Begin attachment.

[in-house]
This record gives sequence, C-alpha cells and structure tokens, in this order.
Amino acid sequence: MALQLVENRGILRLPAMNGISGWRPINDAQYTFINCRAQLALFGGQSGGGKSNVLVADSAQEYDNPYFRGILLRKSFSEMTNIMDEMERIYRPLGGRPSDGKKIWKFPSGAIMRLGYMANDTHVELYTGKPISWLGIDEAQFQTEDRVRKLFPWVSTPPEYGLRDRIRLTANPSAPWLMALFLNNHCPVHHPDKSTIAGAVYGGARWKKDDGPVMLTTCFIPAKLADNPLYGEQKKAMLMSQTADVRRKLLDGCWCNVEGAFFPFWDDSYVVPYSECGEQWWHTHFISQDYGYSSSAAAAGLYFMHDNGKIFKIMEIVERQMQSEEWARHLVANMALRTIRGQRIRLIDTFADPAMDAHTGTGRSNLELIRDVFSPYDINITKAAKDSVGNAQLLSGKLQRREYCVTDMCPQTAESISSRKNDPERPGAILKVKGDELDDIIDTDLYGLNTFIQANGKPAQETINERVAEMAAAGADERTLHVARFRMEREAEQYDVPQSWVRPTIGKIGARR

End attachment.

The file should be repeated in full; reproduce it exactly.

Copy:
[in-house]
This record gives sequence, C-alpha cells and structure tokens, in this order.
Amino acid sequence: MALQLVENRGILRLPAMNGISGWRPINDAQYTFINCRAQLALFGGQSGGGKSNVLVADSAQEYDNPYFRGILLRKSFSEMTNIMDEMERIYRPLGGRPSDGKKIWKFPSGAIMRLGYMANDTHVELYTGKPISWLGIDEAQFQTEDRVRKLFPWVSTPPEYGLRDRIRLTANPSAPWLMALFLNNHCPVHHPDKSTIAGAVYGGARWKKDDGPVMLTTCFIPAKLADNPLYGEQKKAMLMSQTADVRRKLLDGCWCNVEGAFFPFWDDSYVVPYSECGEQWWHTHFISQDYGYSSSAAAAGLYFMHDNGKIFKIMEIVERQMQSEEWARHLVANMALRTIRGQRIRLIDTFADPAMDAHTGTGRSNLELIRDVFSPYDINITKAAKDSVGNAQLLSGKLQRREYCVTDMCPQTAESISSRKNDPERPGAILKVKGDELDDIIDTDLYGLNTFIQANGKPAQETINERVAEMAAAGADERTLHVARFRMEREAEQYDVPQSWVRPTIGKIGARR